Cardiovascular Disease

“The study findings show that sulforaphane, a chemical in broccoli, switches on a set of antioxidant genes and enzymes in specific immune cells, which then combat the injurious effects of molecules known as free radicals that can damage cells and lead to disease.
A dynamic equilibrium exists in the body between the mechanisms that lead to increased free radical production and those antioxidant pathways that help combat free radicals. The delicate balance between pro-oxidant and antioxidant forces in the body could determine the outcome of many disease processes that are associated with aging, including cardiovascular disease, degenerative joint diseases and diabetes, as well as the decline in efficiency of the immune system’s ability to protect against infectious agents.
We found that treating older mice with sulforaphane increased the immune response to the level of younger mice,” said Hyon-Jeen Kim, first author and research scientist at the Geffen School.

UCLA Newsroom
March 5, 2008
Study finds that broccoli may help boost the aging immune system
Champeau, Rachel
Alfalfa sprouts are one of our finest food sources of another compound, saponins. Saponins lower the bad cholesterol and fat but not the good HDL fats.

Animal studies prove their benefit in arteriosclerosis and cardiovascular disease. Saponins also stimulate the immune system by increasing the activity of natural killer cells such as T- lymphocytes and interferon. The saponin content of alfalfa sprouts multiplies 450 per cent over that of the unsprouted seed.”

The Times of India
17 Aug 2007
Health Benefits of Sprouts

“Eating broccoli sprouts during pregnancy may provide your kids with life-long protection against cardiovascular disease, according to a research team led by Bernhard Juurlink at the University of Saskatchewan.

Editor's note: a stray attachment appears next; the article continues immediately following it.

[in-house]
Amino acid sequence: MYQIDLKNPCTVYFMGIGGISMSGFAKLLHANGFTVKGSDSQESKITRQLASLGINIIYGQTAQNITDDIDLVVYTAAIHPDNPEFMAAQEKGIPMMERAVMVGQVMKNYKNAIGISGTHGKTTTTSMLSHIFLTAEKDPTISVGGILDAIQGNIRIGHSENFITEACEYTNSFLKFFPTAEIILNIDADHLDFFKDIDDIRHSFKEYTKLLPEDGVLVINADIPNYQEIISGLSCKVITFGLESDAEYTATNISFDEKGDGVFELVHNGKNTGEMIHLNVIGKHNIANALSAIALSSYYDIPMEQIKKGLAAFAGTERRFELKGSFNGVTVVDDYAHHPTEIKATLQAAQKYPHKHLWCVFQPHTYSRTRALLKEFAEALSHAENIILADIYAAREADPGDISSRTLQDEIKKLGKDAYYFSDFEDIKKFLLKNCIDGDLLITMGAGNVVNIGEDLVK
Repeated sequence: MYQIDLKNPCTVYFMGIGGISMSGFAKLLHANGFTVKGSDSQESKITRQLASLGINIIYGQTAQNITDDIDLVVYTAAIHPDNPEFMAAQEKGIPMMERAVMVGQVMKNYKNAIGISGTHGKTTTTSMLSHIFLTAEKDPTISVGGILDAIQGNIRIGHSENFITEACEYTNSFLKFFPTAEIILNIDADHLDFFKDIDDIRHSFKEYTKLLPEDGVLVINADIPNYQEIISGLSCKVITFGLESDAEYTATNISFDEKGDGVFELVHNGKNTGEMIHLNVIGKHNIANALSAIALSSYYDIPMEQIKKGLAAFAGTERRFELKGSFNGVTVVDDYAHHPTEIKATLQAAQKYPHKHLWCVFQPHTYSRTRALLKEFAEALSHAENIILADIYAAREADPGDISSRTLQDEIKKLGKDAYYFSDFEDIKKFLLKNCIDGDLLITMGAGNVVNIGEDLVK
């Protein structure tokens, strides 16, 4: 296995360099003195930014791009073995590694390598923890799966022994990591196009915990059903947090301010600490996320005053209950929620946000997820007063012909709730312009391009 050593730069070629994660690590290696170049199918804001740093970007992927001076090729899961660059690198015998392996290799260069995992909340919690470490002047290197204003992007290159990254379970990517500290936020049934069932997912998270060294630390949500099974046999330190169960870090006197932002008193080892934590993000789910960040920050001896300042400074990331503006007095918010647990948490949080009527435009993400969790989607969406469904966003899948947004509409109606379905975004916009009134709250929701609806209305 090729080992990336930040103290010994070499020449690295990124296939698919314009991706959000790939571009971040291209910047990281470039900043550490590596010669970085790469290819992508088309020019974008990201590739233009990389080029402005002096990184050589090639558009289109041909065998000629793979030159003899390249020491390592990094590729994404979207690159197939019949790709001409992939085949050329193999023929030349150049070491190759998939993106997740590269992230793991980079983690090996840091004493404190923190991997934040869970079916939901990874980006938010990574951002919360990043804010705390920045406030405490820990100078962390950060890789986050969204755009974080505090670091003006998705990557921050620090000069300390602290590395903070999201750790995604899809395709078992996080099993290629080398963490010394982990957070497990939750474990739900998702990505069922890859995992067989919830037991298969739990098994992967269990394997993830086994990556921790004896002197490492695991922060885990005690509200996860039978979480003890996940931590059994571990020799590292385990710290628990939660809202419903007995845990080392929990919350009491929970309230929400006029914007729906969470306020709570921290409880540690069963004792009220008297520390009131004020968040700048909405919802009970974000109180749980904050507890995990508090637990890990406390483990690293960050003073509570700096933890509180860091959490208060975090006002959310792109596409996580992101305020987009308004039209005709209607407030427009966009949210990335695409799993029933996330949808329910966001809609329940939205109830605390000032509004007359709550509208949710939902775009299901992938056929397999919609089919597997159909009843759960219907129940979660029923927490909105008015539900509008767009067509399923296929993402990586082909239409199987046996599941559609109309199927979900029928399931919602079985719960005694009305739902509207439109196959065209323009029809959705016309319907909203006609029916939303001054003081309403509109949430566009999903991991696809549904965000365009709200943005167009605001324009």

Using pregnant rats, the researchers found that not only did the broccoli sprouts improve the mothers’ health, they also seem to improve the health of their offspring into adulthood – even if the babies never tasted a sprout.”

News Release University of Saskatchewan
January 31, 2006
Broccoli Sprouts Eaten During Pregnancy May Provide Children with Life-long Protection Against Heart Disease
“Compounds in broccoli may supercharge the body’s ability to mop up free radicals and so protect against high blood pressure, stroke and heart disease, according to research led by University of Saskatchewan health scientist Bernhard Juurlink and recently published in the Proceedings of the National Academy of Sciences (PNAS) in the U.S.
The study suggests a modest change in diet could have profound health benefits. Juurlink says if humans respond the same way as the test animals,one or two grams of fresh broccoli sprouts per day per kilo of body weight would do the trick. This works out to 70 to 140 grams (roughly two to four ounces) for a 70-kilogram person, or a smallish serving with supper every day. The team hopes to repeat the study in human subjects to confirm the beneficial effects.”

News Release University of Saskatchewan
03 May 2004
Broccoli May Bolster Body’s Defenses Against Heart Disease and Stroke
Juurlink, Bernhard
“ We hypothesized that intake of dietary phase 2 protein inducers would ameliorate both hypertension and atherosclerotic changes in the spontaneously hypertensive stroke-prone rat. For 5 days/week for 14 weeks, we fed rats 200 mg/day of dried broccoli sprouts that contained glucoraphanin, which is metabolized into the phase 2 protein-inducer sulforaphane (Group A), sprouts in which most of the glucoraphanin was destroyed (Group B), or no sprouts (Group C). After 14 weeks of treatment, no significant differences were seen between rats in Groups B and C. Rats in Group A had significantly decreased oxidative stress in cardiovascular and kidney tissues….. We conclude that a diet containing phase 2 protein inducers (sulforaphane) also reduces the risk of developing cardiovascular problems of hypertension and atherosclerosis.”

Proceedings of the National Academy of Sciences of the United States of America
March 22, 2004
Dietary approach to attenuate oxidative stress, hypertension, and inflammation in the cardiovascular system
Lingyun Wu , M. Hossein Noyan Ashraf , Marina Facci , Rui Wang , Phyllis G. Paterson, Alison Ferrie, Bernhard H. J. Juurlink

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